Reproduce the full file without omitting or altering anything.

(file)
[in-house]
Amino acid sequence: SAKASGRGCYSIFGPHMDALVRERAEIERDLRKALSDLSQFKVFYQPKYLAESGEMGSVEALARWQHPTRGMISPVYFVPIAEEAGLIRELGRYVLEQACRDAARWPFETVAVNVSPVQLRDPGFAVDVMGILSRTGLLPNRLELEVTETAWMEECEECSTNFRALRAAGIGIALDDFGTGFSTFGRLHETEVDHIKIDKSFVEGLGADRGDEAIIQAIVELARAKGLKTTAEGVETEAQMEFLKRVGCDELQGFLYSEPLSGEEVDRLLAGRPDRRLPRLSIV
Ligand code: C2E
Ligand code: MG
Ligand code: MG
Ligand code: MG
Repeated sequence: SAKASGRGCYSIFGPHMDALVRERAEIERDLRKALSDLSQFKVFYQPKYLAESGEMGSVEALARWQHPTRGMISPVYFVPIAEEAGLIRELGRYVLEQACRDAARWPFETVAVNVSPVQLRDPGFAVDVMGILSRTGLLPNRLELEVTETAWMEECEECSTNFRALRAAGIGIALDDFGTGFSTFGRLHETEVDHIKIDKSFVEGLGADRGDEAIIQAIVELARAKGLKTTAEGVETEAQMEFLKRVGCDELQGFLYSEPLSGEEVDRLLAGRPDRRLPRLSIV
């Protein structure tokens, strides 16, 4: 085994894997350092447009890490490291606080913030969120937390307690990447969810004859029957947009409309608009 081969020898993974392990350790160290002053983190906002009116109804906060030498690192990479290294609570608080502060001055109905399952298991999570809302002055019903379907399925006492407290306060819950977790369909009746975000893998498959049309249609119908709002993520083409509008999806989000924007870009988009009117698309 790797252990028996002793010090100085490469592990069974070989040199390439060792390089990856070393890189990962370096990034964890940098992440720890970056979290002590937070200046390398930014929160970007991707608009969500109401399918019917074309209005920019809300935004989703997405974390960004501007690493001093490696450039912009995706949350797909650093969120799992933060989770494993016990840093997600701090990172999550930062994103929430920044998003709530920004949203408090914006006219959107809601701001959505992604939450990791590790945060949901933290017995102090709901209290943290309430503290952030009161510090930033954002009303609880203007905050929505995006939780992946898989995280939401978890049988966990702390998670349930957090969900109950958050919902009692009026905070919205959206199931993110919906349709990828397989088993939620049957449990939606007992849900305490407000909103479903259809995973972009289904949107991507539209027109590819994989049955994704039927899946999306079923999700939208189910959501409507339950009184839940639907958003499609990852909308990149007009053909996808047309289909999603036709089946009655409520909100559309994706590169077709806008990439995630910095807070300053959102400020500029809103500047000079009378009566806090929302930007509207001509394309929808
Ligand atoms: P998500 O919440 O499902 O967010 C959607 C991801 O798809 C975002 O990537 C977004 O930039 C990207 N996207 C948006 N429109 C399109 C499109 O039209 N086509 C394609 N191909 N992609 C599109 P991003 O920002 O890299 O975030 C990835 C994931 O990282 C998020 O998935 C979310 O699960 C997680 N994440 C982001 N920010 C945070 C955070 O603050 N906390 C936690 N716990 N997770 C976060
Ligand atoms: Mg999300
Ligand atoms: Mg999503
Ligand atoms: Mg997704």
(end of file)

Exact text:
[in-house]
Amino acid sequence: SAKASGRGCYSIFGPHMDALVRERAEIERDLRKALSDLSQFKVFYQPKYLAESGEMGSVEALARWQHPTRGMISPVYFVPIAEEAGLIRELGRYVLEQACRDAARWPFETVAVNVSPVQLRDPGFAVDVMGILSRTGLLPNRLELEVTETAWMEECEECSTNFRALRAAGIGIALDDFGTGFSTFGRLHETEVDHIKIDKSFVEGLGADRGDEAIIQAIVELARAKGLKTTAEGVETEAQMEFLKRVGCDELQGFLYSEPLSGEEVDRLLAGRPDRRLPRLSIV
Ligand code: C2E
Ligand code: MG
Ligand code: MG
Ligand code: MG
Repeated sequence: SAKASGRGCYSIFGPHMDALVRERAEIERDLRKALSDLSQFKVFYQPKYLAESGEMGSVEALARWQHPTRGMISPVYFVPIAEEAGLIRELGRYVLEQACRDAARWPFETVAVNVSPVQLRDPGFAVDVMGILSRTGLLPNRLELEVTETAWMEECEECSTNFRALRAAGIGIALDDFGTGFSTFGRLHETEVDHIKIDKSFVEGLGADRGDEAIIQAIVELARAKGLKTTAEGVETEAQMEFLKRVGCDELQGFLYSEPLSGEEVDRLLAGRPDRRLPRLSIV
């Protein structure tokens, strides 16, 4: 085994894997350092447009890490490291606080913030969120937390307690990447969810004859029957947009409309608009 081969020898993974392990350790160290002053983190906002009116109804906060030498690192990479290294609570608080502060001055109905399952298991999570809302002055019903379907399925006492407290306060819950977790369909009746975000893998498959049309249609119908709002993520083409509008999806989000924007870009988009009117698309 790797252990028996002793010090100085490469592990069974070989040199390439060792390089990856070393890189990962370096990034964890940098992440720890970056979290002590937070200046390398930014929160970007991707608009969500109401399918019917074309209005920019809300935004989703997405974390960004501007690493001093490696450039912009995706949350797909650093969120799992933060989770494993016990840093997600701090990172999550930062994103929430920044998003709530920004949203408090914006006219959107809601701001959505992604939450990791590790945060949901933290017995102090709901209290943290309430503290952030009161510090930033954002009303609880203007905050929505995006939780992946898989995280939401978890049988966990702390998670349930957090969900109950958050919902009692009026905070919205959206199931993110919906349709990828397989088993939620049957449990939606007992849900305490407000909103479903259809995973972009289904949107991507539209027109590819994989049955994704039927899946999306079923999700939208189910959501409507339950009184839940639907958003499609990852909308990149007009053909996808047309289909999603036709089946009655409520909100559309994706590169077709806008990439995630910095807070300053959102400020500029809103500047000079009378009566806090929302930007509207001509394309929808
Ligand atoms: P998500 O919440 O499902 O967010 C959607 C991801 O798809 C975002 O990537 C977004 O930039 C990207 N996207 C948006 N429109 C399109 C499109 O039209 N086509 C394609 N191909 N992609 C599109 P991003 O920002 O890299 O975030 C990835 C994931 O990282 C998020 O998935 C979310 O699960 C997680 N994440 C982001 N920010 C945070 C955070 O603050 N906390 C936690 N716990 N997770 C976060
Ligand atoms: Mg999300
Ligand atoms: Mg999503
Ligand atoms: Mg997704």